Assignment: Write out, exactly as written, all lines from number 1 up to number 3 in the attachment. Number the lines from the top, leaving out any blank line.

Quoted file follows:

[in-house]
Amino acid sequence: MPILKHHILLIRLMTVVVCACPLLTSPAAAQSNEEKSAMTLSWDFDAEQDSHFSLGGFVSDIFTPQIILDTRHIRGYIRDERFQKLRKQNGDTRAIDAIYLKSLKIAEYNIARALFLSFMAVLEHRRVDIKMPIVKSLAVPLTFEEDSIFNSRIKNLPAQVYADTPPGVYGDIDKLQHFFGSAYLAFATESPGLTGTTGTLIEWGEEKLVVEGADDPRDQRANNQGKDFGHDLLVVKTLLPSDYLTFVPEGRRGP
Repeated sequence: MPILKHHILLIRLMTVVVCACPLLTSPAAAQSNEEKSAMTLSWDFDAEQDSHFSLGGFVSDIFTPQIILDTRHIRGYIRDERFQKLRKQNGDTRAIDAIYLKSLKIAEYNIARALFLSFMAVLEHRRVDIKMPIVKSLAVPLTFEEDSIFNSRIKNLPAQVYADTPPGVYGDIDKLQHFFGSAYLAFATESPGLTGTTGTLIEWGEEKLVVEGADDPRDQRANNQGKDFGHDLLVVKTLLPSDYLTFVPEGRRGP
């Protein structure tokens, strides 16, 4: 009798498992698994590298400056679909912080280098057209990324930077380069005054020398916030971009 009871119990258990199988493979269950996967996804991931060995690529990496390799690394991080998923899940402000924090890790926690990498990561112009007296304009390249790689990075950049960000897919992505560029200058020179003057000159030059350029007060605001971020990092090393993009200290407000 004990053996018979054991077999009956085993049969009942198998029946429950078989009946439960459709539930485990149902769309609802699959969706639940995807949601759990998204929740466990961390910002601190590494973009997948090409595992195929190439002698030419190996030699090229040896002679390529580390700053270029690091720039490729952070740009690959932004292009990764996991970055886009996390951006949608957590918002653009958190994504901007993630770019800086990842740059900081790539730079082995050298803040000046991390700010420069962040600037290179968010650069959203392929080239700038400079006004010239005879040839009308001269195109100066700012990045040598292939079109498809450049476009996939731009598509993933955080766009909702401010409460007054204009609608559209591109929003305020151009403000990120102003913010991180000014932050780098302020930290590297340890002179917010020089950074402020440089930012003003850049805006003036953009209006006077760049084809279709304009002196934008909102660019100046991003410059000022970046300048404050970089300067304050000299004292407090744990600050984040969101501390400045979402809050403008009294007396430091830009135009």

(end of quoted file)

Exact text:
[in-house]
Amino acid sequence: MPILKHHILLIRLMTVVVCACPLLTSPAAAQSNEEKSAMTLSWDFDAEQDSHFSLGGFVSDIFTPQIILDTRHIRGYIRDERFQKLRKQNGDTRAIDAIYLKSLKIAEYNIARALFLSFMAVLEHRRVDIKMPIVKSLAVPLTFEEDSIFNSRIKNLPAQVYADTPPGVYGDIDKLQHFFGSAYLAFATESPGLTGTTGTLIEWGEEKLVVEGADDPRDQRANNQGKDFGHDLLVVKTLLPSDYLTFVPEGRRGP
Repeated sequence: MPILKHHILLIRLMTVVVCACPLLTSPAAAQSNEEKSAMTLSWDFDAEQDSHFSLGGFVSDIFTPQIILDTRHIRGYIRDERFQKLRKQNGDTRAIDAIYLKSLKIAEYNIARALFLSFMAVLEHRRVDIKMPIVKSLAVPLTFEEDSIFNSRIKNLPAQVYADTPPGVYGDIDKLQHFFGSAYLAFATESPGLTGTTGTLIEWGEEKLVVEGADDPRDQRANNQGKDFGHDLLVVKTLLPSDYLTFVPEGRRGP